The Blue Cliff Record Case 73:
A monk asked Great Master Ma, Leaving the four phrases and cutting off a hundred negations, I ask you, Teacher, to directly indicate to me the meaning of the coming from the West. Great Master Ma said, I’m tired today. I can’t preach it for you. Go ask Chih Tsang. The monk asked Chih Tsang, and Chih Tsang said, Why didn’t you ask the Master? The monk said, the Master told me to come and ask you. Chih Tsang said, I have a headache today. I can’t preach it for you. Go and ask Brother Hai. The monk asked Brother Hai, and he said, When it comes to that, I don’t know. The monk told Great Master Ma what had happened. The Master said, Chih Tsang’s head is white, Hai’s head is black.
“Chih Tsang’s head is white, Hai’s head is black.”
Clear-eyed patchrobed monks cannot understand.
The horse tramples to death all people under heaven.
Rinzai isn’t yet a thief who can steal in broad daylight.
Leaving the four phrases and cutting off their hundred negations –
Below heaven, I alone know.
Now the monk in this case, as often happens, is made to look like a complete fool, though we shouldn’t judge him too harshly. He is asking, leaving aside the four phrases, cutting off the hundred negations, directly show me the dharma. And what he’s referring to is the kind of thing that we read in Nagarjuna, the negations of something exist versus something doesn’t exist, and both exists and doesn’t exist and neither exists nor not exist. In a way these are kinds of philosophical paths toward understanding emptiness. I indulge in those myself when I get you to read Hegel and Heidigger and Strawson and all of that. And the monk is basically saying, I’ve gone down those paths, and I get it. That’s not it. That may be a description of it, but it’s not the thing itself. Show me. So he has an idea that the path that he’s pursued has come to an end but he doesn’t know what comes next.
We might have a little more sympathy for his dilemma if we transpose it into more psychological terms that we might encounter ourselves. We might say, After years of practice, I get it. It’s not about stopping all the thoughts in my mind, it’s not about becoming impervious to pain and being able to sit all day and all night without moving. It’s not about being imperturbable, and not about becoming totally autonomous so I don’t need anybody. Ok. I get that. That’s not what meditation is. But tell me, what is it then? If it’s not those things, what is it?
The Master replies, I’m tired, I can’t tell you, go ask Chih Tsang. Chih Tsang says, I have a headache. I can’t tell you either. So he goes one more time to another monk, Hai. Hai says, Well, I don’t understand it. And in each case, it’s a matter of a bird not knowing a worm when he sees one. In each case he’s being given the answer to his question but he can’t grasp it as an answer. But how many of us really do grasp this as an answer? What is the essence of the dharma? I’m tired. No, really! What’s the essence of the dharma? I have a head-ache. Come on! Explain it! What is it? Honestly, I don’t understand.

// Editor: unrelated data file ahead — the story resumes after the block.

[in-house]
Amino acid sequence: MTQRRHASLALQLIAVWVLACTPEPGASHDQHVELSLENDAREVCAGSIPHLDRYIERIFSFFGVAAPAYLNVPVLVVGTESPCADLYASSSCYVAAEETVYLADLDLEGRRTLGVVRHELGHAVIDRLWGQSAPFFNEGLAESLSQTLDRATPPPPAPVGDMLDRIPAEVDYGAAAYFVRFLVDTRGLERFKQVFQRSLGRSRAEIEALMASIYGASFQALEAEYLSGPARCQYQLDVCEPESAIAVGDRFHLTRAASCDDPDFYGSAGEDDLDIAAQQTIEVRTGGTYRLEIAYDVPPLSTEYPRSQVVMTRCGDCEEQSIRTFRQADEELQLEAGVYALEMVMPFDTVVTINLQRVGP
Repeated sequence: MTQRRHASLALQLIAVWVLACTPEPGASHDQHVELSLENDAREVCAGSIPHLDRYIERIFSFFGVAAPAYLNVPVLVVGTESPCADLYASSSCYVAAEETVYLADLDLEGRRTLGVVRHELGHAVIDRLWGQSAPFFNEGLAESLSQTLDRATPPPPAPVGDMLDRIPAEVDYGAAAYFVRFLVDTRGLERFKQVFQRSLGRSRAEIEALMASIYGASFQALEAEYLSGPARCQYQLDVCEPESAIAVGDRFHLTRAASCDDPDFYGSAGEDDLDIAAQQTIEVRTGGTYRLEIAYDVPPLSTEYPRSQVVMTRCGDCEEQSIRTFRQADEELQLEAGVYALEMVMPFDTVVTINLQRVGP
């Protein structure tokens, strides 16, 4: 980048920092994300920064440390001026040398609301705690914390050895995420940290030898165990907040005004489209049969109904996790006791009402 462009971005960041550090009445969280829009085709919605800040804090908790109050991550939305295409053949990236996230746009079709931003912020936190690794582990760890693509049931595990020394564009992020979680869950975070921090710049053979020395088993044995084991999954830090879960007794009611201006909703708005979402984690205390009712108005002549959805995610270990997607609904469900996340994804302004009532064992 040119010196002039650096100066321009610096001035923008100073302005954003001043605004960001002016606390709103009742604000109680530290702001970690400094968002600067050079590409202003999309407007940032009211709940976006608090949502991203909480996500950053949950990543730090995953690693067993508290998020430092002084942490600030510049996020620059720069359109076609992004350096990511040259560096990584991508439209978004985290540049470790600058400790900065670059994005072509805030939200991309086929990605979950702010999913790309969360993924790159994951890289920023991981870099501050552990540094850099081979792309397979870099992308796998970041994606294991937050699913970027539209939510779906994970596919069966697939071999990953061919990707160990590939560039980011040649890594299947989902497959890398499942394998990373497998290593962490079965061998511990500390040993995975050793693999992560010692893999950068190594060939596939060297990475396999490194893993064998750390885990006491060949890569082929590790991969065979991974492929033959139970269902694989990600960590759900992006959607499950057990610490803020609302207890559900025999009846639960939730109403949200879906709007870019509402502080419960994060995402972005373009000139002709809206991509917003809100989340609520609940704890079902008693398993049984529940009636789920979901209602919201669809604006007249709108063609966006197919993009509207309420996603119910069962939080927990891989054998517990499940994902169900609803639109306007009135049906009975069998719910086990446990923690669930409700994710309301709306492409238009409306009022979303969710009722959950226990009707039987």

Listen to the verse in the light of that: Chih Tsang’s head is white, Hai’s head is black. Think of white and black here as light and darkness as they’re described in the Sandokai. The white is the light of understanding, the black is the dark of not knowing. One monk may express the truth in terms of a particular, a head-ache, being tired, another it’s the light, a form. Hai expresses it in terms of not knowing. That’s the dark, not understanding. Clear-eyed monks do not understand. To be clear-eyed and not understand is like the darkness: It’s one form of penetrating the truth, not knowing. The horse tramples to death all people under heaven. Master Ma – the Chinese symbol for his name means a horse – and Rinzai too is not yet a thief in broad daylight. Rinzai I think, would later become one of the successors in Ma’s lineage.
Leaving the four phrases and cutting off a hundred negations, above and below heaven, I alone know. In the opposite of not knowing is that kind of stance of the absolute. It echoes what the infant Buddha was supposed to have said at his birth: “Above the heavens and below the earth, I alone am. . . .” That can seem very abstract, but it’s equivalent to: I have a head-ache. I’m tired. I’m living life totally from the midst of that condition, where there’s nothing else. We normally live with one foot in and one foot out. I have a head-ache. I wish you’d go away. I’m tired. I guess I need more sleep. I hope this day doesn’t drag on forever. We stand outside the experience judging it, comparing it, trying to fix it. We treat it as a problem rather than a koan, as we’ve been talking about. To treat it as a problem is to see it as something that has an opposite, something that has a solution. To treat it as a koan is to say, This is it. This is all there is. I alone know. All there is is this moment. In the summer the heat kills the monk, in the winter the cold kills the monk. All there is is heat. All there is is cold.
This koan in a certain way embodies the kind of teaching Joko went back to over and over again. You’re looking for the dharma? Find it in the head-ache. Find it in being tired. Find it in the pain in your knee. Find it in not knowing. There’s nowhere else to look.